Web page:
McDowell et al v. Blankenship et al
MEMORANDUM AND ORDER re: 164 MOTION to Dismiss :Plaintiffs as Improper Parties and to Require Plaintiffs to Join the Real Party in Interest filed by Defendant Mark Wynn, Defendant Michael Manley, Defendant Donald Blankenship, Defendant Aaron Pinson motion is DENIED. Signed by District Judge Stephen N. Limbaugh, Jr on 2/11/13. (MRS)
UNITED STATES DISTRICT COURT
EASTERN DISTRICT OF MISSOURI
REGINA MCDOWELL, et al.,
DONALD BLANKENSHIP, et al.,
Case No. 4:08-CV-602 SNLJ
MEMORANDUM AND ORDER
Pending before the Court is defendants’ Motion to Dismiss Plaintiffs as Improper Parties
and to Require Plaintiffs to Join the Real Party at Interest (#164). Plaintiffs Regina McDowell
and S.F. Doe (through her next friend, Katherine Jones) brought this lawsuit against the Phelps
County sheriff, Donald Blankenship, and his deputies Aaron Pinson, Michael Manley, and Mark
Wynn. Plaintiffs allege, among other things, that the deputies violated Jimmy Farris’s
Constitutional rights when they illegally detained him after pulling him over for running a red
traffic signal, when they illegally searched him, and when they used unnecessary force against
him. They filed this action against the deputies involved in the altercation and against the
Sheriff of Phelps County, Donald Blankenship. At the time of Summary Judgment, three counts
remained against the defendants: Count I, 42 U.S.C. § 1983 Deprivation of Constitutional Rights
by Deputies; Count III, 42 U.S.C. § 1983 Deprivation of Constitutional Rights by Sheriff
Blankenship; and Count IV, Wrongful Death.
This Court granted summary judgment on Count III and Count IV. Only Count I, the
Section 1983 claim against the deputies, remains, and defendants now contend that plaintiffs —
the mother and minor daughter of the decedent — are improper parties to bring the Section 1983
As the Eighth Circuit has observed,
Under § 1983, state actors who infringe the constitutional rights of an individual
are liable “to the party injured.” 42 U.S.C. § 1983 (1994 & Supp. IV 1998). The
appropriate plaintiff is obvious when a party survives his injuries, but the
language of § 1983 makes no mention of permissible plaintiffs when the injured
party dies. Under 42 U.S.C. § 1988(a) (1994), in this situation we look to state law
to determine who is a proper plaintiff, as long as state law is not inconsistent with
the Constitution or federal law. See Robertson v. Wegmann, 436 U.S. 584,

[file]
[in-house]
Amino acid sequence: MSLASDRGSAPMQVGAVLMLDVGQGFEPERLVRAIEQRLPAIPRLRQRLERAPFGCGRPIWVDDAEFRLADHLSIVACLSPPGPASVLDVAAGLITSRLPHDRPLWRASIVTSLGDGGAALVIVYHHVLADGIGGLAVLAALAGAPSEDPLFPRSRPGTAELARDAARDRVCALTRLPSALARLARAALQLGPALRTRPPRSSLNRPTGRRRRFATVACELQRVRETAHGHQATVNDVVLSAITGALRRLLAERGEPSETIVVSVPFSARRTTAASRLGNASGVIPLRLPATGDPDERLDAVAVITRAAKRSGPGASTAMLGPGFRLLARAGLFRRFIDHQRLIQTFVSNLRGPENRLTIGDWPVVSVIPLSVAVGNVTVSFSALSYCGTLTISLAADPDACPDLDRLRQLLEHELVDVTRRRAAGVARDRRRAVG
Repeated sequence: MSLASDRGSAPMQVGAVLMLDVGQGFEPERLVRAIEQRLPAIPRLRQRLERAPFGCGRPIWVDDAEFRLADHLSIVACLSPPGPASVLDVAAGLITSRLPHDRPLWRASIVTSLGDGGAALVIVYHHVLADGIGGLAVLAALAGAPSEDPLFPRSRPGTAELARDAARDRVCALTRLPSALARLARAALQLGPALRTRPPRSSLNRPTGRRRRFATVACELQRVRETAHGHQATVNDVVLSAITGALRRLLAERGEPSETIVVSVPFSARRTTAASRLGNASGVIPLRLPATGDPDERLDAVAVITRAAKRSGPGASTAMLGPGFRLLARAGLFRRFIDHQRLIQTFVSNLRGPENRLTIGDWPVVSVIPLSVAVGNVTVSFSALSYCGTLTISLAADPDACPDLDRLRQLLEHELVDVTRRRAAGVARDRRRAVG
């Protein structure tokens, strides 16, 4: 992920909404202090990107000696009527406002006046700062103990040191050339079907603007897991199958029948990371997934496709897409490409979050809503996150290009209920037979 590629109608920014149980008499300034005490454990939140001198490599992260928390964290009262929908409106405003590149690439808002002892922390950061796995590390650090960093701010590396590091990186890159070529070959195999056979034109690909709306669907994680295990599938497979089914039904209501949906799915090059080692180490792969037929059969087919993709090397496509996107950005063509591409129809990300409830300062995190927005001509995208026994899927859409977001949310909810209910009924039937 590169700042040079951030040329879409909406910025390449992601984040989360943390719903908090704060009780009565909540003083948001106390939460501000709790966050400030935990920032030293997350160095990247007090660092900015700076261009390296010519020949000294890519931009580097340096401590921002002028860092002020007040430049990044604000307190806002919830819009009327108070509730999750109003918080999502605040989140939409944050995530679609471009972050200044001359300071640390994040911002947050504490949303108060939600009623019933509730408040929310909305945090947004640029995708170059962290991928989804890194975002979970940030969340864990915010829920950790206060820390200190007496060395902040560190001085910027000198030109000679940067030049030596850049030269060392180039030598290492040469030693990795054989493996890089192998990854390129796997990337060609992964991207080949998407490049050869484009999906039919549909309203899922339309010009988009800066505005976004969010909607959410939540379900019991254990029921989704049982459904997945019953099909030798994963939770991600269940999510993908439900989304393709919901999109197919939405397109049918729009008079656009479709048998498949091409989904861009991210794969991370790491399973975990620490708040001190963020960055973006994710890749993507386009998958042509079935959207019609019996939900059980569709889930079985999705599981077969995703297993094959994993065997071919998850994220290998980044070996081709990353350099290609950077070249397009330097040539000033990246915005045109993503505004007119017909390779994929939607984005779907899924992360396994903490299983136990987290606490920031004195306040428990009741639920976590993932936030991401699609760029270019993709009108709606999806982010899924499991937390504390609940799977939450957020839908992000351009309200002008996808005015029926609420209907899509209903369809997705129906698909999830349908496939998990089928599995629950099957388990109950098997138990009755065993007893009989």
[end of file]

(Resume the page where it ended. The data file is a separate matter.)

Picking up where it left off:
588–90, 98 S.Ct. 1991, 56 L.Ed.2d 554 (1978). Generally, state survival statutes
govern survival of personal injury actions.
Andrews v. Neer, 253 F.3d 1052, 1056-57 (8th Cir. 2001). The Missouri survival statute,
§ 537.020 R.S.Mo., requires that all suits for personal injury be brought by the personal
representative of the decedent’s estate. The Andrews court held, however, “that under
Missouri law the Missouri survival statute is inapplicable” where a claim is brought under
Section 1983 for injuries that cause death: “the survivorship statute apples when the
injury alleged did not cause death, and the wrongful death statute applies when the injury
did cause death.” 253 F.3d at 1057 (quoting Wollen v. DePaul Health Ctr., 828 S.W.2d
681, 685 (Mo. 1992)).
Here, plaintiffs contend they have standing to sue because the Missouri wrongful
death statute, § 537.080 R.S.Mo., gives the decedent’s mother and daughter standing to
bring their claims where the wrongful acts complained of caused the death of the
decedent. Defendants, however, argue that because the Court has dismissed the
plaintiffs’ wrongful death claim, the Missouri wrongful death statute no longer applies to
provide the plaintiffs standing for the Section 1983 claim. This Court disagrees.
According to the Eighth Circuit, the federal courts invoke the Missouri wrongful death
statute in order to determine standing for a Section 1983 claim where the injuries caused
the death of the decedent, and that statute applies for the purpose of determining standing
regardless of whether or not a separate claim could be brought by the plaintiff for
wrongful death. See 253 F.3d at 1056-57. Indeed, the very terms of the Missouri survival
statute (upon which defendants purport to rely) limit its reach to “causes of action for
personal injuries, other than those resulting in death.” § 537.020(1) R.S.Mo. (emphasis
added). Defendants’ argument is therefore without merit.
IT IS HEREBY ORDERED that defendants’ Motion to Dismiss Plaintiffs as
Improper Parties and to Require Plaintiffs to Join the Real Party at Interest (#164) is
Dated this 11th day of February, 2013.
UNITED STATES DISTRICT JUDGE
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